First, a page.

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The basics of creating continuous aquisition

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Hi

 

Simple as it sounds, I've been searching, feels like I've turned the internet upside down, yet I have not found any answer.

 

I have a "VI" including a standard while loop and state machine. Within the loop I want to aquire signals from my DAQ (currently using DAQ assistant express), recompute/ scale the signals using some formulas and then compress/ average, and finally save to a file. How can I do this while achieving a repeatable/ controllable iteration rate between each data point I aquire and print? 

 

I can aquire i.e. 100 samples from the DAQ VI, then process the signal and then save, but that means I will sample continuously, pause aquisition while computing and, then start over, missing out on some of the signals during computation and saving until next loop iteration? Even if I set the DAQ aquisition to a certain sampling rate, that rate will only be valid during each aquisition sequence.

 

Do I have to make several timed loops and make my own buffer which I process and compress, or is there a smooth way of actually achieving this?

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I should also point out that yes, I have a VI but it is rather huge so haven't attached it. In worst case, if I am completely in comprehensive I'll try to make an example instead

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Have a look at the Continuous Measurement and Logging template.  

 

http://www.ni.com/product-documentation/14031/en/

 

I think this one does a good job of illustrating some very important DAQ concepts and puts it into an example you can easily modify for your own use.  

 

In the example, the DAQ function is handled in a separate SubVI that doesn't have to stop acquiring while other parts of the code scale, display or even save that data.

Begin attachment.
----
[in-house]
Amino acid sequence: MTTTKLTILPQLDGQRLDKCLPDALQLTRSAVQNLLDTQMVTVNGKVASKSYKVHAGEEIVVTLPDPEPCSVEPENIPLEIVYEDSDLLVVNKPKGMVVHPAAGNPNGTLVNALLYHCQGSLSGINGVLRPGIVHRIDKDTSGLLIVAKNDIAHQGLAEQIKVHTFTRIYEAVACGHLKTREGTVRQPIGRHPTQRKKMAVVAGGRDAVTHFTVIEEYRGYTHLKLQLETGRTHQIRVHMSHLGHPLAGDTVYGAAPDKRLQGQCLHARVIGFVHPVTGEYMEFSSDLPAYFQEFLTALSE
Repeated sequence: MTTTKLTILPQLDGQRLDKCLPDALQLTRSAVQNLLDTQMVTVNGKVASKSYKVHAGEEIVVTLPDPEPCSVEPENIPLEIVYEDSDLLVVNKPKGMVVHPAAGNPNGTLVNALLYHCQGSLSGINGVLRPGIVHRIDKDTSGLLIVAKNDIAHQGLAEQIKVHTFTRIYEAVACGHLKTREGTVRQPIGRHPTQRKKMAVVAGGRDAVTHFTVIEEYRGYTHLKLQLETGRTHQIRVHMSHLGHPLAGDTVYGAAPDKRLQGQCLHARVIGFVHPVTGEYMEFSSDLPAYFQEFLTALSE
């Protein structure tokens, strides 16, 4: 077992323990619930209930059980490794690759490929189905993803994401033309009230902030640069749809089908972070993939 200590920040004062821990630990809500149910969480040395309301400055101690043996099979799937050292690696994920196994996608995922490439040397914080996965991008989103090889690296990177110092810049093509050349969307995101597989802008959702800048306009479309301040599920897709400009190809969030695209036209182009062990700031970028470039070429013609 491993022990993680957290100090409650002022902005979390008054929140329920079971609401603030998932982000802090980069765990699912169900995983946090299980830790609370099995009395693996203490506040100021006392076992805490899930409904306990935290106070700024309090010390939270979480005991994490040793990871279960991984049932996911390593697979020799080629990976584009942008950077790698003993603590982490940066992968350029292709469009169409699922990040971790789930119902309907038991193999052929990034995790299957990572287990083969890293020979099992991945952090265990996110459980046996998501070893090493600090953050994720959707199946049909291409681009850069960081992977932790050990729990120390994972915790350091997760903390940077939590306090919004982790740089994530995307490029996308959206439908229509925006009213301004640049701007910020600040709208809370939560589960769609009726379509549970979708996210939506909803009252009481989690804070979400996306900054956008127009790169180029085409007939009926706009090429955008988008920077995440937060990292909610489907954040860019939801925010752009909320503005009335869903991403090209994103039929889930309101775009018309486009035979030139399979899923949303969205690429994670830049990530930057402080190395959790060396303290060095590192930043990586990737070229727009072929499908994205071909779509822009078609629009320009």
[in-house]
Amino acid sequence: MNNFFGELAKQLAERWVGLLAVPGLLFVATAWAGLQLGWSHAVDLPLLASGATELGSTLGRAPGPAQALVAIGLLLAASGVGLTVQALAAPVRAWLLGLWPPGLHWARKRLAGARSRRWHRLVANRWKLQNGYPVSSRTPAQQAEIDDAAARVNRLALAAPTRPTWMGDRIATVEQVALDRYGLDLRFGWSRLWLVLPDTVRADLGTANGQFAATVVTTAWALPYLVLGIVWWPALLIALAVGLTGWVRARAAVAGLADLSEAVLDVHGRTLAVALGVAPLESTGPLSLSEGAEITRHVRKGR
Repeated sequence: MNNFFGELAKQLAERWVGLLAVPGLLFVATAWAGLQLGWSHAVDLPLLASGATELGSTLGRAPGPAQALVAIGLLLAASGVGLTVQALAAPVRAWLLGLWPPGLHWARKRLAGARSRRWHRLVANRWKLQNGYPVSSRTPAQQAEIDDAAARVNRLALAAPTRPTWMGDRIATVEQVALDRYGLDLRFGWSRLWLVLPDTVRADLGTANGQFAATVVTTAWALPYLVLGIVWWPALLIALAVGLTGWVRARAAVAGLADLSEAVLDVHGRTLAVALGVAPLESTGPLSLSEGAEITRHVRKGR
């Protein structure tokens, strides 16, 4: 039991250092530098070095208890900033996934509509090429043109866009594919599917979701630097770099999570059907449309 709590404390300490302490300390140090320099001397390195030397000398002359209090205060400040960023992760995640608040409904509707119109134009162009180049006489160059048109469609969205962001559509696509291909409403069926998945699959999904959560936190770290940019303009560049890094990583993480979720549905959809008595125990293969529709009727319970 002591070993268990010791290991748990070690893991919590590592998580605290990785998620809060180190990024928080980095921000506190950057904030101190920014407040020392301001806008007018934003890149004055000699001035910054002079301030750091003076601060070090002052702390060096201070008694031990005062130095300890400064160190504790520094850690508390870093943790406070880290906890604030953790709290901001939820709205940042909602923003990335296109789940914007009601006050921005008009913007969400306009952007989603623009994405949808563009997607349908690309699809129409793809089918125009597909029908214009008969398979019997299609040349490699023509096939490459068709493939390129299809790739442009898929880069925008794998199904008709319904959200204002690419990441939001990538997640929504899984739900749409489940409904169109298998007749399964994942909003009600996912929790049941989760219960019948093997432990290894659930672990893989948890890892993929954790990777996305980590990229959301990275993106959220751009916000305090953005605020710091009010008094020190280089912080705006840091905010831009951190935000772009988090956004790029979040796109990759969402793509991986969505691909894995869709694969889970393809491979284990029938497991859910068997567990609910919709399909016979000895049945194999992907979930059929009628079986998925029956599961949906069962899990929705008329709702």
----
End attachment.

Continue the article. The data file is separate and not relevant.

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Patrick Allen: FunctionalityUnlimited.ca
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Start at the menu "Help-->Find Examples...".   There's a simple example in there to illustrate continuous acquisition of a voltage using a device's clock to keep the sample rate extremely consistent.  Buffering is done for you by DAQmx in the background.

 

After that, search for info on the "Producer Consumer" pattern which will be helpful for having a nice tight DAQ loop while deferring post-processing to another parallel loop.

 

 

-Kevin P

 

[Edit:  Nevermind.  Follow the advice from pallen who responded while I was still typing.  That's a better starting point that sounds like it'll give you more detailed help on both things I briefly mentioned.]

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Have you looked at the examples that ship with LabVIEW? One of those should point you in the right direction.

 

Get away from the Express VIs and use DAQmx. It's easy and much more versatile. You set your acquisition rate and set to continuous acquisition. The buffering is then handled in the hardware/driver. Your other code does still have to keep up (might be a good idea to study the Producer/Consumer architecture).

 

Edited to add: Looks like others beat me to the punch.

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Any particular example in mind?

 

I have looked through some so far but haven't found any that seems to be doing what I want and most of them are also wrapped in several layers of UI dialogs or other accessories that makes it more difficult to distinguish the essentials